Sunday, August 28, 2011

MathJax

I'll be wanting a lot of mathematical content here, so took a look around to see what the current state of that art is.  Was delighted to find MathJax:
"No more setup for readers.  No more browser plugins.  No more font installations...  It just works."
Nice; the above tag-line is pretty much the exact opposite of MathML (ha!)  Basically, they've got client-side LaTeX typesetting via JavaScript.  I'm a big fan of LaTeX.  A few years ago I started working on my own server-side LaTeX-on-the-web solution via JSP, but it was rather involved and a bit of a pain.  MathJax seems to perform much better than my prototype system did, and has additional client-side niceties (dynamic scaling, cut and paste, etc.)

To get this up and running in a system like Blogger, one just sources a single script from MathJax' CDN in the blog template (see here for details).  Then type LaTeX source in your blog posts; MathJax will scrape it and re-render it right in the client's browser.  Here's a sample: \[ \int\limits_M{\partial\omega} = \int\limits_{\partial M}{\omega}. \]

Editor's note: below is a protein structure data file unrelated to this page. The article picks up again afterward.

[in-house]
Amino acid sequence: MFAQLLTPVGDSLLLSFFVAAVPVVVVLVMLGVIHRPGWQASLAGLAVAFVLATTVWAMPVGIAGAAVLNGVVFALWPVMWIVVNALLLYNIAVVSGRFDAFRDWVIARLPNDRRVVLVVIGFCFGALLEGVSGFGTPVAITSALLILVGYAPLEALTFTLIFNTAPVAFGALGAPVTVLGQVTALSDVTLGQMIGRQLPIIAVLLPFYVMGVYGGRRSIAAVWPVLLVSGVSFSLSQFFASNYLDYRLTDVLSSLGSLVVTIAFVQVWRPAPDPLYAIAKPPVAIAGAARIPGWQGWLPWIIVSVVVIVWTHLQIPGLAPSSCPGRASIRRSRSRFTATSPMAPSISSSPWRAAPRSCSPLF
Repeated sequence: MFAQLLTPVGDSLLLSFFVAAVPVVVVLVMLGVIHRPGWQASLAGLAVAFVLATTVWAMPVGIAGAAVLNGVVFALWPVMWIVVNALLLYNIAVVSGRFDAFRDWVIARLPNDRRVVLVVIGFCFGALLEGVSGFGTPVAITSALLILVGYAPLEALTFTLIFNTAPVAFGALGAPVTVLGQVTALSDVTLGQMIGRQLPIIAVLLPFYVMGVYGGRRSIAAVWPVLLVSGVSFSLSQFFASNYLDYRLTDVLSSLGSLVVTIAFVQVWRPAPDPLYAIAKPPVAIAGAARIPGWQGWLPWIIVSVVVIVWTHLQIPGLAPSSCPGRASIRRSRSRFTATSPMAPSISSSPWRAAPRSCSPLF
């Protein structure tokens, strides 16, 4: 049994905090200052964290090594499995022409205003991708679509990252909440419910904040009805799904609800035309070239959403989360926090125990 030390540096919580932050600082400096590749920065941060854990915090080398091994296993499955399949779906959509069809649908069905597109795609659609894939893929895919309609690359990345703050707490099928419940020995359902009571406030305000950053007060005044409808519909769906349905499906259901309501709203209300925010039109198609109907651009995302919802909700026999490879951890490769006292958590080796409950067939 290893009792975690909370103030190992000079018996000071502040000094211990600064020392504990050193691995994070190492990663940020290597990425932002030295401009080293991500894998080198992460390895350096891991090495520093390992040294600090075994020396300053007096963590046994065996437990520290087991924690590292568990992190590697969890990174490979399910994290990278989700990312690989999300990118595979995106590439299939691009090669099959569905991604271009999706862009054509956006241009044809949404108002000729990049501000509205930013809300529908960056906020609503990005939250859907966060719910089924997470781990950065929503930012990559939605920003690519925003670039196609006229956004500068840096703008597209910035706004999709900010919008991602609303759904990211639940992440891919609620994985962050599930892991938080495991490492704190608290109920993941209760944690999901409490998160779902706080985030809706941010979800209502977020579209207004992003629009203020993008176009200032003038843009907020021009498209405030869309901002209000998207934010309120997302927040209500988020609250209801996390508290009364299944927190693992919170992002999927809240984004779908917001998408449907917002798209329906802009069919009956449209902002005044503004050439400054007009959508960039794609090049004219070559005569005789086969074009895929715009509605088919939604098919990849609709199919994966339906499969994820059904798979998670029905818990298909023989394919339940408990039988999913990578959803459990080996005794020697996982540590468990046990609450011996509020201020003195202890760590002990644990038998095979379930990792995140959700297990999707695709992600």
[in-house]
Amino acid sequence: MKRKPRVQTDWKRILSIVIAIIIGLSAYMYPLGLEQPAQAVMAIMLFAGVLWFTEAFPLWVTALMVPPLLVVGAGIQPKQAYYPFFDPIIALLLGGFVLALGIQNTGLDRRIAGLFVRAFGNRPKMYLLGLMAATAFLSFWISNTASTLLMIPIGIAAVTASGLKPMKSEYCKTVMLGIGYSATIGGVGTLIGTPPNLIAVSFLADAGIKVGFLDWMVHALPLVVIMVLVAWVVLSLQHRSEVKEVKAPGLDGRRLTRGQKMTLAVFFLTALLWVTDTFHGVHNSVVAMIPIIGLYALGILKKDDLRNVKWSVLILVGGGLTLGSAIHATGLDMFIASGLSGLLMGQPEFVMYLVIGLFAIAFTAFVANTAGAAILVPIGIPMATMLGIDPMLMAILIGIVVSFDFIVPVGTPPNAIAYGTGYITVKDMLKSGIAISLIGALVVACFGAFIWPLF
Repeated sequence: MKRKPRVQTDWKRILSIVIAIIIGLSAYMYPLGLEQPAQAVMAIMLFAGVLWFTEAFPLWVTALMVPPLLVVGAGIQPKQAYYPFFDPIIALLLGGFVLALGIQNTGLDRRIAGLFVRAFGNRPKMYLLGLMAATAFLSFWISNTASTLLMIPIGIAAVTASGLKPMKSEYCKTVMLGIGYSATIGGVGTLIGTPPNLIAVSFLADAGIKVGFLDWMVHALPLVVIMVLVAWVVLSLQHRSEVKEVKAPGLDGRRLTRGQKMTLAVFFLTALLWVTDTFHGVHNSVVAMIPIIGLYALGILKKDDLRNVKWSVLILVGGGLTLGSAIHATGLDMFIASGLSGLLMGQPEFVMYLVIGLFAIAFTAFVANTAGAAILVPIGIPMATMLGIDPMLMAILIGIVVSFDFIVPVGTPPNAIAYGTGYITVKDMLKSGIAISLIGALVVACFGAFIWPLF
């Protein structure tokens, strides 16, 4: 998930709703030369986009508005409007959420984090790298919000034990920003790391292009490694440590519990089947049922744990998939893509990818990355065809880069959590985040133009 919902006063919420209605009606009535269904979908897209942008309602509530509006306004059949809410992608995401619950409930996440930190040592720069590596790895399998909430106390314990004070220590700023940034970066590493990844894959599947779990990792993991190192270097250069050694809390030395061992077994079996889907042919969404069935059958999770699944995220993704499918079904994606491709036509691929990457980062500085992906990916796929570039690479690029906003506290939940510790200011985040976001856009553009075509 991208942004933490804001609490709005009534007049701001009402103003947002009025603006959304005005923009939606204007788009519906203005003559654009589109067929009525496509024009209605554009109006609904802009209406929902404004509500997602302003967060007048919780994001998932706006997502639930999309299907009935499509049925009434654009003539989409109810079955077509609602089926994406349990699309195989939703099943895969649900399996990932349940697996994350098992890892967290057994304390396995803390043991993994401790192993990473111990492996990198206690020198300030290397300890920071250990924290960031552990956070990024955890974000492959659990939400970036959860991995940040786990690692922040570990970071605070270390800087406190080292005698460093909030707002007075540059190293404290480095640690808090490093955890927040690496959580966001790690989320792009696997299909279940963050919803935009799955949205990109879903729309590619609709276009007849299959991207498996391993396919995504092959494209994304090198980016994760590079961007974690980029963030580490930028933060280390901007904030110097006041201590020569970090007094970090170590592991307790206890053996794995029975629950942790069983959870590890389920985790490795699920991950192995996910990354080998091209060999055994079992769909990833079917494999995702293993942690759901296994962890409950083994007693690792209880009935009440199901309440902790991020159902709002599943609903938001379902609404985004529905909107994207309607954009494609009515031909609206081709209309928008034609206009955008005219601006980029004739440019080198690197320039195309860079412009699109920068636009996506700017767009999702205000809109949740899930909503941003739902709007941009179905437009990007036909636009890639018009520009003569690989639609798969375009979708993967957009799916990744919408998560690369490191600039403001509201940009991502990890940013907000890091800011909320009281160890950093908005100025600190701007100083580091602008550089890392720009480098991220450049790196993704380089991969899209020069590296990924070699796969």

There are a few niceties for poor suffering MathML users thrown in as well.

Introduction

Buried in the personal projects folder on my laptop are any number of technical things that I periodically pick up, play with, and put down again over the course of months and years: electronics and programming projects, mathematical explorations, technical rants, fragments of research, etc.

Sometimes in discussions with friends and colleagues, I'm prompted to go rooting around in there to find some bit of related work or code.  Additionally, some of the work in there (e.g. exercise sets from math books I'm working through) could really benefit from comments, suggestions, and participation by a broader audience.

I thought it might be nice to organize some of this stuff in a more public fashion, and also to have a more technically geeky outlet for stuff that just doesn't seem appropriate for my facebook feed (and conversely, to have a place that is more technically concentrated with less social fluff for friends or colleagues who might prefer that.)

I'm thinking to start off with a few posts relating to things that have been sitting around on my laptop for a while, and then make this into more of an ongoing technical journal.